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How Can You Tell If You Drank Too Much to Drive?

When drinking in a bar, most drivers try to make sure that they do not exceed one drink per hour before driving. As a DUI lawyer, I represented many clients who have been arrested for DUI or DWI simply because they only counted the number of drinks they had.

I hear all the time "I only had two drinks". People are usually unaware of what they are drinking and what will cause them to get drunk. The number of drinks and the elapsed time is not an accurate indicator of your blood alcohol content. There are many, many other factors which must be considered.

Besides counting the number of drinks you had, you need to know how much alcohol is in the drink. Who made the drink? Maybe a bartender give you an overly generous amount of alcohol for a big tip. How big is the glass? Is it a tall glass or a standard size wine glass or 12 ounce can of beer? Is it a mixed drink that uses more than one shot of alcohol, such as a Long Island Iced Tea?

5 large glasses of orange juice each containing 1 ounce of 100 proof alcohol; and 5 small glasses of orange juice each containing 1 ounce of 80 proof alcohol will have very different effects on you.

One of the drinks, probably responsible for more DWI arrests than any other drink is the Long Island Iced Tea, probably because it is very popular; has an elegant sounding name; has been seen on TV and in movies such as Sex and the City; and is a large drink with a lot of alcohol. A Long Island Iced Tea is made with 5 equal parts of alcohols:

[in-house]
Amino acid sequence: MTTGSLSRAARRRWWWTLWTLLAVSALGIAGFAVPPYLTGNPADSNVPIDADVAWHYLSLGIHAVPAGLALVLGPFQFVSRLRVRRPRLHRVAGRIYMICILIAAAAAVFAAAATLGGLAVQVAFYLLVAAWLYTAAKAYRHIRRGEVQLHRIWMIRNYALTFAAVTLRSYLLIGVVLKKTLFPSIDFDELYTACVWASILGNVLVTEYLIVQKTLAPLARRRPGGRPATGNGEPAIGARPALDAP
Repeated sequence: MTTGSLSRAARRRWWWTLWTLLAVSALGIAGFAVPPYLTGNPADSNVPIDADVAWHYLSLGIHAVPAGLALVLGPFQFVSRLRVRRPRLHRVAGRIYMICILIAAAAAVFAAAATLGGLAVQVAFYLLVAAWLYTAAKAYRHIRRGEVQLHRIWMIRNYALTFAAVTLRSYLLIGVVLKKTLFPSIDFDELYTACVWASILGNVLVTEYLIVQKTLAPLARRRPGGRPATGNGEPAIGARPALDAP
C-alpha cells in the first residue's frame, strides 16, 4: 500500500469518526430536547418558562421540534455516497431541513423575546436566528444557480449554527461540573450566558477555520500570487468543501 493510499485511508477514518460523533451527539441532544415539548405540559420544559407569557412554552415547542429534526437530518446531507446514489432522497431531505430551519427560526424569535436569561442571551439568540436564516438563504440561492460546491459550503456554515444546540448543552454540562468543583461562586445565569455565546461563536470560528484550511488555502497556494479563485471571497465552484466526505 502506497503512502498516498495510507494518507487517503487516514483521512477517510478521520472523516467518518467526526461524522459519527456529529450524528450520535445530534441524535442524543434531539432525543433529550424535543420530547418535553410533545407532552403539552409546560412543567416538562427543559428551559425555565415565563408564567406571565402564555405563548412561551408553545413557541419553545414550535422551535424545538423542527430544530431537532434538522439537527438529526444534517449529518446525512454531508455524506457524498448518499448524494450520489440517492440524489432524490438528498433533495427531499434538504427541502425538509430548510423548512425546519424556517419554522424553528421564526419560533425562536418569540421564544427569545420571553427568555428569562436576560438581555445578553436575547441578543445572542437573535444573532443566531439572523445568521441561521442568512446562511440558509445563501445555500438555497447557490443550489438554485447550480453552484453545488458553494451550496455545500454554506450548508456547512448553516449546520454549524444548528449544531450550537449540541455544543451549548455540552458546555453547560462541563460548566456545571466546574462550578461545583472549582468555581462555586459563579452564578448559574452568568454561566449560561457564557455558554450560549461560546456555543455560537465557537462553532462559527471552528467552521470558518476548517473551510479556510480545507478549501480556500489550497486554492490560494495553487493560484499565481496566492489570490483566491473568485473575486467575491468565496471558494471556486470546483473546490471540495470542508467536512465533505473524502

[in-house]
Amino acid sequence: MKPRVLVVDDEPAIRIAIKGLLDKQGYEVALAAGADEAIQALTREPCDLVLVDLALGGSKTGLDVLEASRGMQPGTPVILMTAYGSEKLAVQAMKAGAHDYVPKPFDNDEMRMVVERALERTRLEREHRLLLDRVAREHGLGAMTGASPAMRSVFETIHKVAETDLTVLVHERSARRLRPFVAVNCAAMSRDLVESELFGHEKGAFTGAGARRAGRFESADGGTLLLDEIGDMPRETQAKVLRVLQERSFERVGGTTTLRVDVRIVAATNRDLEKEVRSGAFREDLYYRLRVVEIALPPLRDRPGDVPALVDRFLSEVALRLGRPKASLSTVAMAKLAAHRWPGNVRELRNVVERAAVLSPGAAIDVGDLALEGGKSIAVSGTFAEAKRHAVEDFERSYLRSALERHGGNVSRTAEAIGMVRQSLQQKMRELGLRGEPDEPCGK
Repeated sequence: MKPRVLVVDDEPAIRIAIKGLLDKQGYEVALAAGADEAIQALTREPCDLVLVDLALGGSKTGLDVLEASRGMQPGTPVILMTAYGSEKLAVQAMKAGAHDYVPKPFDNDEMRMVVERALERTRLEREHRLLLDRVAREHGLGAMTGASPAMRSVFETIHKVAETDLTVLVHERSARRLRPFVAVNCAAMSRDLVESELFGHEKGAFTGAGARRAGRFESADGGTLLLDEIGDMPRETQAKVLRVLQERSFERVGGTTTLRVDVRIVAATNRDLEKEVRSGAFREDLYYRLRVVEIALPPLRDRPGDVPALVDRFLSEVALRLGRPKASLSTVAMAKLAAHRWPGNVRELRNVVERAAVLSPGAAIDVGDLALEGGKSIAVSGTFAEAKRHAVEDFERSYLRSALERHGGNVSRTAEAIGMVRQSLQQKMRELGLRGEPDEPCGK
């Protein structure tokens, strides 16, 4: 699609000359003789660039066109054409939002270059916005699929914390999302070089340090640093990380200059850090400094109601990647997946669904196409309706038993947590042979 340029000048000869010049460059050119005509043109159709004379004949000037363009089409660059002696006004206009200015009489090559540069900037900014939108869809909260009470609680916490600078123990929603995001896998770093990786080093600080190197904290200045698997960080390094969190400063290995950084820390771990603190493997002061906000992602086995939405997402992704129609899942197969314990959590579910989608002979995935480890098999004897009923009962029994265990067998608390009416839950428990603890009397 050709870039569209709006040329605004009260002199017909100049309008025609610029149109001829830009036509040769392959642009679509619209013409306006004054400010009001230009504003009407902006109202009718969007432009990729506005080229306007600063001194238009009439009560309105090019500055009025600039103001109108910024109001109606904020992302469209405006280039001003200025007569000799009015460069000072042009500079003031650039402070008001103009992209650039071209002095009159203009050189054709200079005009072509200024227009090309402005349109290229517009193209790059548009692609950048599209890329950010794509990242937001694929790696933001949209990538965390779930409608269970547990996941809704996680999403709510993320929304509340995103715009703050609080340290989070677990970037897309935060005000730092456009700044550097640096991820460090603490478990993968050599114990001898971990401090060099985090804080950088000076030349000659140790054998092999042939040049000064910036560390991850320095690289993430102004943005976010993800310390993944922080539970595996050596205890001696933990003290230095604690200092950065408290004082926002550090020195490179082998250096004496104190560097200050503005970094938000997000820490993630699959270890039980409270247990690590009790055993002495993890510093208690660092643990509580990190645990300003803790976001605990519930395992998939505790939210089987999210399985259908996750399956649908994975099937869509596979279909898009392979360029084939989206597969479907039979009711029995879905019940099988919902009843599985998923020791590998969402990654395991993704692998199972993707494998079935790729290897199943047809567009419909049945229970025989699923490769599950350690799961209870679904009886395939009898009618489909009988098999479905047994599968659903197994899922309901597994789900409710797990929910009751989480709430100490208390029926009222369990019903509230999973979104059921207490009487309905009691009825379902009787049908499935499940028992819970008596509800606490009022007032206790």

1 part Vodka
1 part Tequila
1 part Rum
1 part Gin
1 part Triple Sec
1 1/2 parts sweet and sour mix
1 splash Coca-Cola�

One of my female clients who weighs 95 pounds told me she only had two drinks and the cop was lying when he said that she was weaving in and out of her lane. She blew a blood alcohol level of .23. I asked her what she was drinking; how big were the glasses; how long a period of time elapsed; and what she was doing at the time.

She said that she was at a restaurant having dinner with a friend and only had two Long Island Ice Teas during the course of 1 1/2 hours. She indicated that the size of the glasses were large. She probably had the equivalent of 8-10 drinks (a drink contains 1.2 tablespoons of pure alcohol). Since an average adult body breaks down one drink every two hours, by the time she left the restaurant she was seriously drunk.

She never thought of how much alcohol was in her drink and only thought that since she only had two drinks over the course of 90 minutes, she was ok to drive. The reality was that she was so drunk, she was pulled over on the street just outside the restaurant. She never got very far.

While there are other factors you need to consider, you need to know how much alcohol is in your drink.

Submitted by:

Philip L. Franckel, Esq.

Philip L. Franckel, Esq. is a lawyer who represents DUI clients. You can find a DUI Lawyer at 1888drugcrimes.com


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